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J Emerg Med. 2010 Nov;39(5):561-8. doi: 10.1016/j.jemermed.2008.03.003. Epub 2008 May 7.

Effects of an intervention brochure on emergency department patients' safe alcohol use and knowledge.

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Department of Emergency Medicine, Northwestern University Feinberg School of Medicine, Chicago, Illinois 60611, USA.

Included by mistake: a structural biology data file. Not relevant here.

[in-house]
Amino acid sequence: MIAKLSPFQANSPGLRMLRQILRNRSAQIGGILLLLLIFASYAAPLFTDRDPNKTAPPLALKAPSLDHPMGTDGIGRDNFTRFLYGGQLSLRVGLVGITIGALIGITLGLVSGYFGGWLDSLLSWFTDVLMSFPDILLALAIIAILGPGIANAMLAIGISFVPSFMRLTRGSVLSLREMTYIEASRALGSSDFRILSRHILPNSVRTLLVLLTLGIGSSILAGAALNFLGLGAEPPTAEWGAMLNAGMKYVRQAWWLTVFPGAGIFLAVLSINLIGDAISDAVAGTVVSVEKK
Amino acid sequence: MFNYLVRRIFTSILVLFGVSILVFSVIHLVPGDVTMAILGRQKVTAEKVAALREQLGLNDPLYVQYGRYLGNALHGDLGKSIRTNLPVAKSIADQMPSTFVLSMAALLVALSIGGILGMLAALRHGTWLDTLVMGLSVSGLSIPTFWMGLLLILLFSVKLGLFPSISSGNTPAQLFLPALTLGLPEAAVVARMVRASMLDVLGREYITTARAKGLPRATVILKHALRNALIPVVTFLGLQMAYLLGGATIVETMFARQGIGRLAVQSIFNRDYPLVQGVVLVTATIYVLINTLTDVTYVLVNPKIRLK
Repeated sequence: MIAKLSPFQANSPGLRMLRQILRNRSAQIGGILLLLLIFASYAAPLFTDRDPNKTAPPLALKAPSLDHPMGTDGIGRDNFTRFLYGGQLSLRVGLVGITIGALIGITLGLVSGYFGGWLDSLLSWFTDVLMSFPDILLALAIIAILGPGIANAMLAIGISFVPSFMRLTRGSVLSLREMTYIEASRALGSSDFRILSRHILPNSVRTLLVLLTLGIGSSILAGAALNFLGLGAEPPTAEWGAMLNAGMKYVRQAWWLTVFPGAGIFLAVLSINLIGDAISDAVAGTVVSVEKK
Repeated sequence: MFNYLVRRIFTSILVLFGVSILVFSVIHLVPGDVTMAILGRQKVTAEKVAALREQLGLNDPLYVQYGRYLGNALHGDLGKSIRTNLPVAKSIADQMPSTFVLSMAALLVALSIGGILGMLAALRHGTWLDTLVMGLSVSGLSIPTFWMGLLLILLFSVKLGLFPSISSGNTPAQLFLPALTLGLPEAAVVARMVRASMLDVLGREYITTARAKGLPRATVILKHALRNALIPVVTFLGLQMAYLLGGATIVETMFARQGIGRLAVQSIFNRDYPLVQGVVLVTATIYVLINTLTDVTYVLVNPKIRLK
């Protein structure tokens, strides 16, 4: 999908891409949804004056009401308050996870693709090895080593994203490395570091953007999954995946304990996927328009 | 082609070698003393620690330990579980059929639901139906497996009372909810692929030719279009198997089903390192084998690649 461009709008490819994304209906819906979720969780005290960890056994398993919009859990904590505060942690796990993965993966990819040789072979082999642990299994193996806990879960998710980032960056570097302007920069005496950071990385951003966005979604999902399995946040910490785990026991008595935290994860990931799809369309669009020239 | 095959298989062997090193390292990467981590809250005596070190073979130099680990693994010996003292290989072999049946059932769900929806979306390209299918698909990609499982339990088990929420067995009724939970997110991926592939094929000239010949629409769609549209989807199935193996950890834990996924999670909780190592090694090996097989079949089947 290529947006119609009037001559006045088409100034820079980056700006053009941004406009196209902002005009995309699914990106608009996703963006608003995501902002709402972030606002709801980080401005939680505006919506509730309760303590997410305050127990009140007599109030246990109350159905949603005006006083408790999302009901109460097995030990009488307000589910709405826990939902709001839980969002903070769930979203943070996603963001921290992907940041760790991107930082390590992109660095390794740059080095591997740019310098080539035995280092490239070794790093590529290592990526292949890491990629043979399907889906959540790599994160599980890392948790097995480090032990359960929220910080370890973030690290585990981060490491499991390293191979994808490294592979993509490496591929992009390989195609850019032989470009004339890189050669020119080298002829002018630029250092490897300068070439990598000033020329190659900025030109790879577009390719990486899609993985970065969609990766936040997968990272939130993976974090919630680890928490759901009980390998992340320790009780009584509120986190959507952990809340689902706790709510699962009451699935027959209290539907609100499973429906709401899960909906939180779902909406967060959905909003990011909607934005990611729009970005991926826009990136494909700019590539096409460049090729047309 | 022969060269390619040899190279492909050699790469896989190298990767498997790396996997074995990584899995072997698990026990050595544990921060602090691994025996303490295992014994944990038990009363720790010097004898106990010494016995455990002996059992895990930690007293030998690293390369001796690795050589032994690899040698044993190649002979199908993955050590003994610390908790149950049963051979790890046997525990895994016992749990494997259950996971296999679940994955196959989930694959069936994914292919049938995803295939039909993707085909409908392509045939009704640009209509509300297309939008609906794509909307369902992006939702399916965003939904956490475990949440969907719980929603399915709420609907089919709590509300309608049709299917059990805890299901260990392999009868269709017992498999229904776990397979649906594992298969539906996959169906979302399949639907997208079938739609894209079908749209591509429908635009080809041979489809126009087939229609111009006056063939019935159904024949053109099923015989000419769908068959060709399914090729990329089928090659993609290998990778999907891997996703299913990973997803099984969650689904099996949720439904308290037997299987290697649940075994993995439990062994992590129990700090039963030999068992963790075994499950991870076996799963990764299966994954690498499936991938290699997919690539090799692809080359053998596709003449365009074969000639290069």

Alcohol abuse is a leading cause of morbidity and mortality in the United States, contributing to over 100,000 deaths and costing society over 185 billion dollars each year. The objective of this study was to evaluate the effects of the American College of Emergency Physician's brief alcohol use intervention brochure on patients' hazardous drinking behavior and knowledge of safe alcohol use. We conducted a controlled trial comparing Emergency Department (ED) subjects receiving the alcohol use intervention brochure vs. receiving no brochure. One-month outcome measures included the following: 1) change in days of hazardous drinking; 2) change in knowledge of safe alcohol use; and 3) movement along a readiness-to-change continuum for excessive alcohol use. Of 277 subjects, 252 (91.0%) agreed to participate, and 188 of these (74.6%) were successfully contacted for 1-month follow-up assessment. We did not find any significant decreases in days of hazardous drinking or increases in knowledge of safe drinking limits for either the intervention or comparison groups. However, among the subgroup of excessive alcohol users (n = 100), we found that significantly more intervention subjects had advanced along the readiness-to-change continuum than comparison subjects (p < 0.01). This effect was even greater among the intervention group subjects who stated that they read the brochure (p < 0.001). A brief alcohol use intervention brochure does not affect ED patients' hazardous drinking behavior or knowledge of safe alcohol use. The brochure, however, may affect certain patients' motivation to change their drinking behavior. Changing drinking behavior requires more than simply handing out a brochure in the ED; referral to community resources for those motivated to change is likely an important component to successful management of this problem.

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